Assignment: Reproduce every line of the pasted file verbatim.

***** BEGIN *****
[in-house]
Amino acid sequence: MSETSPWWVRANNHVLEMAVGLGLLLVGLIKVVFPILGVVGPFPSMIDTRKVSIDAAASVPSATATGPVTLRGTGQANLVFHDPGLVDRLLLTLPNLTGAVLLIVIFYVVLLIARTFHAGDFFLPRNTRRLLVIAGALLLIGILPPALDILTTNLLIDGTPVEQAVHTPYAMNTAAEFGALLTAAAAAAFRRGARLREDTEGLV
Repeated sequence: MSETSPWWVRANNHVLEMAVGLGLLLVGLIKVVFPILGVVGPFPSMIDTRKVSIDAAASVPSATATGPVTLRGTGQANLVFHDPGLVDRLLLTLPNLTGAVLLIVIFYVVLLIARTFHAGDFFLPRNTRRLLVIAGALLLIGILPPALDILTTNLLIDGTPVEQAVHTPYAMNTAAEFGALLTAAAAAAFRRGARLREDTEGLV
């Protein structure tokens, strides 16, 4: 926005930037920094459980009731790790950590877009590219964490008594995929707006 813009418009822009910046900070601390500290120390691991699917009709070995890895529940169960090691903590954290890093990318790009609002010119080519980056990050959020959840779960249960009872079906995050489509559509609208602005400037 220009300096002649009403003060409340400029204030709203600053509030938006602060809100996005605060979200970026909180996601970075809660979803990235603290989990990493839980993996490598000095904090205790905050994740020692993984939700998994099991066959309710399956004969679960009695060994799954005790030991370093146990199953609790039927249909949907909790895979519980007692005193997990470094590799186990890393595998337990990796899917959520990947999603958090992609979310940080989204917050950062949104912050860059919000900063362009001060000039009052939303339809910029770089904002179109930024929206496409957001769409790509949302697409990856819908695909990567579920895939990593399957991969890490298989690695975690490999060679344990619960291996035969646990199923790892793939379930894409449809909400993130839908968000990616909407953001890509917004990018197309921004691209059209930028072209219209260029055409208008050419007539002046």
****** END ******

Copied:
[in-house]
Amino acid sequence: MSETSPWWVRANNHVLEMAVGLGLLLVGLIKVVFPILGVVGPFPSMIDTRKVSIDAAASVPSATATGPVTLRGTGQANLVFHDPGLVDRLLLTLPNLTGAVLLIVIFYVVLLIARTFHAGDFFLPRNTRRLLVIAGALLLIGILPPALDILTTNLLIDGTPVEQAVHTPYAMNTAAEFGALLTAAAAAAFRRGARLREDTEGLV
Repeated sequence: MSETSPWWVRANNHVLEMAVGLGLLLVGLIKVVFPILGVVGPFPSMIDTRKVSIDAAASVPSATATGPVTLRGTGQANLVFHDPGLVDRLLLTLPNLTGAVLLIVIFYVVLLIARTFHAGDFFLPRNTRRLLVIAGALLLIGILPPALDILTTNLLIDGTPVEQAVHTPYAMNTAAEFGALLTAAAAAAFRRGARLREDTEGLV
């Protein structure tokens, strides 16, 4: 926005930037920094459980009731790790950590877009590219964490008594995929707006 813009418009822009910046900070601390500290120390691991699917009709070995890895529940169960090691903590954290890093990318790009609002010119080519980056990050959020959840779960249960009872079906995050489509559509609208602005400037 220009300096002649009403003060409340400029204030709203600053509030938006602060809100996005605060979200970026909180996601970075809660979803990235603290989990990493839980993996490598000095904090205790905050994740020692993984939700998994099991066959309710399956004969679960009695060994799954005790030991370093146990199953609790039927249909949907909790895979519980007692005193997990470094590799186990890393595998337990990796899917959520990947999603958090992609979310940080989204917050950062949104912050860059919000900063362009001060000039009052939303339809910029770089904002179109930024929206496409957001769409790509949302697409990856819908695909990567579920895939990593399957991969890490298989690695975690490999060679344990619960291996035969646990199923790892793939379930894409449809909400993130839908968000990616909407953001890509917004990018197309921004691209059209930028072209219209260029055409208008050419007539002046």